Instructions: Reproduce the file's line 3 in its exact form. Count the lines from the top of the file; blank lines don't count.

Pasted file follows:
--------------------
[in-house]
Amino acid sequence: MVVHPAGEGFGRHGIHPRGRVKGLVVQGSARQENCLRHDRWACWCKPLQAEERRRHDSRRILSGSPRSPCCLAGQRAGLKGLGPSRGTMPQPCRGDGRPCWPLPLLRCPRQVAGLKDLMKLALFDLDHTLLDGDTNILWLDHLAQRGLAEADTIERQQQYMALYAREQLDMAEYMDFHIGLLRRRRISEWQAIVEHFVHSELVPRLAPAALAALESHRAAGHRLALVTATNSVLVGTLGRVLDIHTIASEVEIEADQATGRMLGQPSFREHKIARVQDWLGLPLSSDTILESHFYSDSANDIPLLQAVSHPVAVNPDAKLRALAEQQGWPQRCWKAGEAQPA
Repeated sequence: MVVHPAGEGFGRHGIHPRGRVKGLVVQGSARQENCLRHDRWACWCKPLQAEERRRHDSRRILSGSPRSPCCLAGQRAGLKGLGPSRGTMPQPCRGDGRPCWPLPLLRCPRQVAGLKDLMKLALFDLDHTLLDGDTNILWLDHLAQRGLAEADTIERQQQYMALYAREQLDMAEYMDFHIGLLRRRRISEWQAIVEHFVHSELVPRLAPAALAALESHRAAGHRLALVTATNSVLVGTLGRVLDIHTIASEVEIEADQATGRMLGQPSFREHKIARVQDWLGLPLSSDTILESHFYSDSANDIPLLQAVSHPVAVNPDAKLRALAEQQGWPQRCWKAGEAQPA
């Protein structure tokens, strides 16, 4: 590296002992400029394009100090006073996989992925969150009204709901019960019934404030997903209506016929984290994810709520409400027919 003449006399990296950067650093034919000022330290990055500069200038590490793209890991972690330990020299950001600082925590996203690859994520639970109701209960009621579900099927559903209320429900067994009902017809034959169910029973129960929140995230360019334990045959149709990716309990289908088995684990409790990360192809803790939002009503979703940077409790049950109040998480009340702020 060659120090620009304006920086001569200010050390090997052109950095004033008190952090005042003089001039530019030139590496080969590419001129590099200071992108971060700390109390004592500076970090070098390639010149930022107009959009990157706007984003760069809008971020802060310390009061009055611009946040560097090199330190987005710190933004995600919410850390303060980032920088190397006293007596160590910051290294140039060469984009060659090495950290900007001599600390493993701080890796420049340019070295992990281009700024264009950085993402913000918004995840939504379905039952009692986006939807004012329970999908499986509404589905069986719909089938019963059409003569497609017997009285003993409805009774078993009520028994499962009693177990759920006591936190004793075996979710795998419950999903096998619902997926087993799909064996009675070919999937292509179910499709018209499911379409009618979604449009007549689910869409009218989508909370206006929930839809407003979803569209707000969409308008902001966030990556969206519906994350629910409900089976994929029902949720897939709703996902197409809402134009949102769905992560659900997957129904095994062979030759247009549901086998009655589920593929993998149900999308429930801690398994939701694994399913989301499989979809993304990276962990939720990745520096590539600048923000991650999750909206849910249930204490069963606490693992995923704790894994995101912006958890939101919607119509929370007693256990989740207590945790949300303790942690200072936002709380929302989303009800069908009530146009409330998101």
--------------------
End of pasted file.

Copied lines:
Repeated sequence: MVVHPAGEGFGRHGIHPRGRVKGLVVQGSARQENCLRHDRWACWCKPLQAEERRRHDSRRILSGSPRSPCCLAGQRAGLKGLGPSRGTMPQPCRGDGRPCWPLPLLRCPRQVAGLKDLMKLALFDLDHTLLDGDTNILWLDHLAQRGLAEADTIERQQQYMALYAREQLDMAEYMDFHIGLLRRRRISEWQAIVEHFVHSELVPRLAPAALAALESHRAAGHRLALVTATNSVLVGTLGRVLDIHTIASEVEIEADQATGRMLGQPSFREHKIARVQDWLGLPLSSDTILESHFYSDSANDIPLLQAVSHPVAVNPDAKLRALAEQQGWPQRCWKAGEAQPA